On this second day of eating only kitchari, 3 x per day, I’m settling in with more ease to this self-inflicted diet. It’s amazing how quickly the human body adjusts to a new norm. This works in our favor when we make healthy choices. Not so well when we don’t. Like attracts like, so when we’re imbalanced, we gravitate toward more of whatever is causing our imbalance.
In other words, we’re all addicts.
One reason my bowl of kitchari is more appealing today is that I remembered to sprinkle chopped cilantro on top of the mung dal and rice. Flavor really helps to brighten the day. On day 1, I must have been stuck in Puritan mode. I forgot all about the cilantro.
While the cilantro adds zest, my tastebuds are already adjusting, so the flavor of cardamom and ginger pop out more obviously. It turns out that kitchari isn’t so bland at all.
I’m reminded of camping in a tent. That first night, sleeping on the ground, I toss and turn, searching in vain for the cushy comfort I’m accustomed to in my queen size bed. When the sun rises, I’m relieved to end the ordeal, but then have to contend with feeling tired and beat up. However, the aches dissipate with the joy of being outdoors, breathing clean air, listening to bird song, feeling the sun’s warmth on my face. The following nights I sleep much more soundly. I’ve adjusted to the new norm.
With such resistance to discomfort, it’s a wonder we humans achieve anything worthwhile. And it’s easy to see why we’ve made such a mess of things in this world. Why eat mung dal and rice when we can have tenderloin and tira misu? Why fill a glass with water instead of a hoppy pale ale? Why explore the unknown in our neighborhood when we can go to Bangkok? Why share walls with others when we can live in a five-level home on five acres? (No pointing fingers here – I’ve done all of those things fairly recently.)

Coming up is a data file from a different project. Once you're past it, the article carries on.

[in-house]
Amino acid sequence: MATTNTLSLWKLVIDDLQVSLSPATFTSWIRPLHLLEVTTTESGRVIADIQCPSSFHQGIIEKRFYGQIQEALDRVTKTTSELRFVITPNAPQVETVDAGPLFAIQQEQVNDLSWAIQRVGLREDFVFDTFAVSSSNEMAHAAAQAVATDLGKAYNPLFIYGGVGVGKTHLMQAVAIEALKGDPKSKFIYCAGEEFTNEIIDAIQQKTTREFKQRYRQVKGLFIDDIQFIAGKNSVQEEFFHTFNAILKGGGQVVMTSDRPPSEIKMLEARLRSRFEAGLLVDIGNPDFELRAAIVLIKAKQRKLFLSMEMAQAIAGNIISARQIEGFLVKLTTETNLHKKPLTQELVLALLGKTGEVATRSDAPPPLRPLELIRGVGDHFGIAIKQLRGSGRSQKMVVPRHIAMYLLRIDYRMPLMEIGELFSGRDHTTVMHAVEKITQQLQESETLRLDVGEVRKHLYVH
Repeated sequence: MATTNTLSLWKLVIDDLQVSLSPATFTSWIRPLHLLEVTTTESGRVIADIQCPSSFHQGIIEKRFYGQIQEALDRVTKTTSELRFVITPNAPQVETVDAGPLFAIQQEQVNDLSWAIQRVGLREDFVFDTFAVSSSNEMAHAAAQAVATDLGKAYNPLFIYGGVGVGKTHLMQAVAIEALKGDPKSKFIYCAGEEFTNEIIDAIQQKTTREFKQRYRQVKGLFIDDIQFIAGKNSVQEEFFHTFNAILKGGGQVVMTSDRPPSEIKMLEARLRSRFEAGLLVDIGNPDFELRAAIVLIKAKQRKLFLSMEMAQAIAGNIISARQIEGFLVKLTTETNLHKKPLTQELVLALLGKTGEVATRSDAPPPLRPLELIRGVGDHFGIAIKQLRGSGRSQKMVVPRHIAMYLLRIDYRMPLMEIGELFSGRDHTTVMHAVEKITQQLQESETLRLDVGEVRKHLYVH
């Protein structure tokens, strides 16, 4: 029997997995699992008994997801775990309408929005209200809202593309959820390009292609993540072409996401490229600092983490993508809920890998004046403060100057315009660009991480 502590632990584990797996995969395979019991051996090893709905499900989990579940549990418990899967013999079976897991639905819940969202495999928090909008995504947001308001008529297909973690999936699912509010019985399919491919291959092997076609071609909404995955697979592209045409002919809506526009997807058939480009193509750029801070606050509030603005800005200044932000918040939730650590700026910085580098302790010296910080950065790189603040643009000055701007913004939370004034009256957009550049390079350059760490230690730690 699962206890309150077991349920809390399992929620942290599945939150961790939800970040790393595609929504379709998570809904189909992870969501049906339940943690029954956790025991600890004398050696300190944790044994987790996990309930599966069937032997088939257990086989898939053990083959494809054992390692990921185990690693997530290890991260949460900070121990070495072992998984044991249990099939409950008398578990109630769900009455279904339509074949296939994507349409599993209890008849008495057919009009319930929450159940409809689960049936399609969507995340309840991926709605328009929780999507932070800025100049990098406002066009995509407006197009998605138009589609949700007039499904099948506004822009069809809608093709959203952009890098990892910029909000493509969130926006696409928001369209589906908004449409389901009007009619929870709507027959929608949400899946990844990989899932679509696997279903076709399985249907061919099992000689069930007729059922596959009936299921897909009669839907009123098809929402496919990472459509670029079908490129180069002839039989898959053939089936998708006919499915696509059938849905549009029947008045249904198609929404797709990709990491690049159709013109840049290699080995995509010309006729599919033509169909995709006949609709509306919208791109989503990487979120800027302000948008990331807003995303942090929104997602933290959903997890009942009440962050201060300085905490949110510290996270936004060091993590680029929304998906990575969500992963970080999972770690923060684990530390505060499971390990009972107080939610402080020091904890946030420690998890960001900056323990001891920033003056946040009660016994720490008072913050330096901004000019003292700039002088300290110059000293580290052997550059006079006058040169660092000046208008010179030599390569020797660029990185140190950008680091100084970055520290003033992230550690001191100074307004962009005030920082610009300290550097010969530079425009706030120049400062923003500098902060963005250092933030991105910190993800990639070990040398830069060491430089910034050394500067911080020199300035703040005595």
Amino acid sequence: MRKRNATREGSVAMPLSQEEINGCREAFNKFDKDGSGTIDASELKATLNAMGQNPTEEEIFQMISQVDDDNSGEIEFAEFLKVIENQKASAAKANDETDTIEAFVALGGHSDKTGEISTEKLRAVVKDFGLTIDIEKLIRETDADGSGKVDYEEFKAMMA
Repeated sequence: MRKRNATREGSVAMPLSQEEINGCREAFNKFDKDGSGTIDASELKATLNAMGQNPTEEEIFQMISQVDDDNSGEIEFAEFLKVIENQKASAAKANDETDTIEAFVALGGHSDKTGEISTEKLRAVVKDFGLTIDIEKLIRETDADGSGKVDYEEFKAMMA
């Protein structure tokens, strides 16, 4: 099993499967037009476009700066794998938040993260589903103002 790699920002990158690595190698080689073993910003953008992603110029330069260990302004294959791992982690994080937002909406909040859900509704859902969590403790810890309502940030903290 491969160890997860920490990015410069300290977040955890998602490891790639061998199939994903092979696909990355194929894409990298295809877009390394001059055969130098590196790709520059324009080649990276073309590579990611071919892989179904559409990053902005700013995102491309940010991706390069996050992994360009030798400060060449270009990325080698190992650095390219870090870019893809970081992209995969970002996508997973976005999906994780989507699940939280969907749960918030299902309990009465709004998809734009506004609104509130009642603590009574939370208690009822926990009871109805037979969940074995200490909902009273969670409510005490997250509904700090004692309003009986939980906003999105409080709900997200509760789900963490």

When we consistently choose comfort over discomfort, there’s never enough. Something better is always just out of reach.
One of the unexpected rewards of eating simply is the realization that I can actually be happy with far less than I thought. The freedom that comes with simplicity is far more intoxicating than alcohol and longer lasting, with no hang over. It also feels more equal, more democratic. Having many choices may not be freedom but rather tyranny, in the way plenitude distorts our view of reality. The truth is, if all of us lived more simply, there would be plenty of resources for everyone on planet earth.
Albert Einstein wore the same clothes every day so he wouldn’t have to decide what to wear. Eating the same food every day means I spend no time or energy deciding what to eat and very little time cooking. Which frees up space to ponder far more interesting things, such as, what keeps us from experiencing prosperity?
The prosperity I’m referring to is not financial in nature, but rather an overall sense of thriving and flourishing. We don’t have to buy an amazing experience that enriches us. It could be as simple as a hug from child we love dearly.
Paradoxically, on this second day of eating only mung dal and basmati rice, I’m feeling prosperous. The subtle flavors coming alive in my mouth open me to other subtleties, such as a refined connection to my soul. In this utter simplicity I feel vibrant. In this illuminated state anything seems possible. And, in the words of the Tibetan Buddhist Akong Rinpoche, “Only the impossible is worth doing.” There’s a lot of impossible to do in 2020.
I’ll write more about that on day 3.